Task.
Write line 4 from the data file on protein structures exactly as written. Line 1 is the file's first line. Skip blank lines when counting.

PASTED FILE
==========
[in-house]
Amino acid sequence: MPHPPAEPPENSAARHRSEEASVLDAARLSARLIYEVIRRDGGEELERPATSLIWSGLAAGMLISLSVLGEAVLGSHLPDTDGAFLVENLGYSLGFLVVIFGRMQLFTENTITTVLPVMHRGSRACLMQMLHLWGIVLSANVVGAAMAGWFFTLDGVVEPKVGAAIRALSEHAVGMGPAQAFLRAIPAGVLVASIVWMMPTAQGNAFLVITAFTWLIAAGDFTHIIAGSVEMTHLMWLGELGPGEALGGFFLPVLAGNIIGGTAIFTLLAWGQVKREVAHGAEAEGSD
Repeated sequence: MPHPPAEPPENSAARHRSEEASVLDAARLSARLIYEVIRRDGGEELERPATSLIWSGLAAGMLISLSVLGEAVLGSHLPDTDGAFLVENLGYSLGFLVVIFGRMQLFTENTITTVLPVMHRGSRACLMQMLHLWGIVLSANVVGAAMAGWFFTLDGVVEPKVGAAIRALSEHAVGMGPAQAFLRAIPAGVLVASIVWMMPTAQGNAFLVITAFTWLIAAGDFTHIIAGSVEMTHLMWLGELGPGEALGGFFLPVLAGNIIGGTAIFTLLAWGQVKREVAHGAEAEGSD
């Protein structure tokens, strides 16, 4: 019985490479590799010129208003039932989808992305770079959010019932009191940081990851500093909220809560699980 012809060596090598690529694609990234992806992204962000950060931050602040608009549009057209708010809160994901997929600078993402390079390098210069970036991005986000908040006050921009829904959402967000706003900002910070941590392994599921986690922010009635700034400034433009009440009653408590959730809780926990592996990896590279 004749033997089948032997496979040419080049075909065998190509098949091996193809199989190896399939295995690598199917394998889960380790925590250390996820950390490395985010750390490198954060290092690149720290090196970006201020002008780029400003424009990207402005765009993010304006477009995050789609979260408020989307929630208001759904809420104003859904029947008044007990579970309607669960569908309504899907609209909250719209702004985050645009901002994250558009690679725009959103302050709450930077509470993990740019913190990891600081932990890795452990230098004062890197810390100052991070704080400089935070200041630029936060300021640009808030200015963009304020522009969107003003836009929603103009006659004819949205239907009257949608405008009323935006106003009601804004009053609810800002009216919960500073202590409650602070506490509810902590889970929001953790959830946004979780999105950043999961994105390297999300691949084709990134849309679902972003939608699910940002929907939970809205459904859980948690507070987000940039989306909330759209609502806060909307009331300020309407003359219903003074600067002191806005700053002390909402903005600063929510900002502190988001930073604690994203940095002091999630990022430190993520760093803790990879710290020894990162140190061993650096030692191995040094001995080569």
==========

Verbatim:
């Protein structure tokens, strides 16, 4: 019985490479590799010129208003039932989808992305770079959010019932009191940081990851500093909220809560699980 012809060596090598690529694609990234992806992204962000950060931050602040608009549009057209708010809160994901997929600078993402390079390098210069970036991005986000908040006050921009829904959402967000706003900002910070941590392994599921986690922010009635700034400034433009009440009653408590959730809780926990592996990896590279 004749033997089948032997496979040419080049075909065998190509098949091996193809199989190896399939295995690598199917394998889960380790925590250390996820950390490395985010750390490198954060290092690149720290090196970006201020002008780029400003424009990207402005765009993010304006477009995050789609979260408020989307929630208001759904809420104003859904029947008044007990579970309607669960569908309504899907609209909250719209702004985050645009901002994250558009690679725009959103302050709450930077509470993990740019913190990891600081932990890795452990230098004062890197810390100052991070704080400089935070200041630029936060300021640009808030200015963009304020522009969107003003836009929603103009006659004819949205239907009257949608405008009323935006106003009601804004009053609810800002009216919960500073202590409650602070506490509810902590889970929001953790959830946004979780999105950043999961994105390297999300691949084709990134849309679902972003939608699910940002929907939970809205459904859980948690507070987000940039989306909330759209609502806060909307009331300020309407003359219903003074600067002191806005700053002390909402903005600063929510900002502190988001930073604690994203940095002091999630990022430190993520760093803790990879710290020894990162140190061993650096030692191995040094001995080569």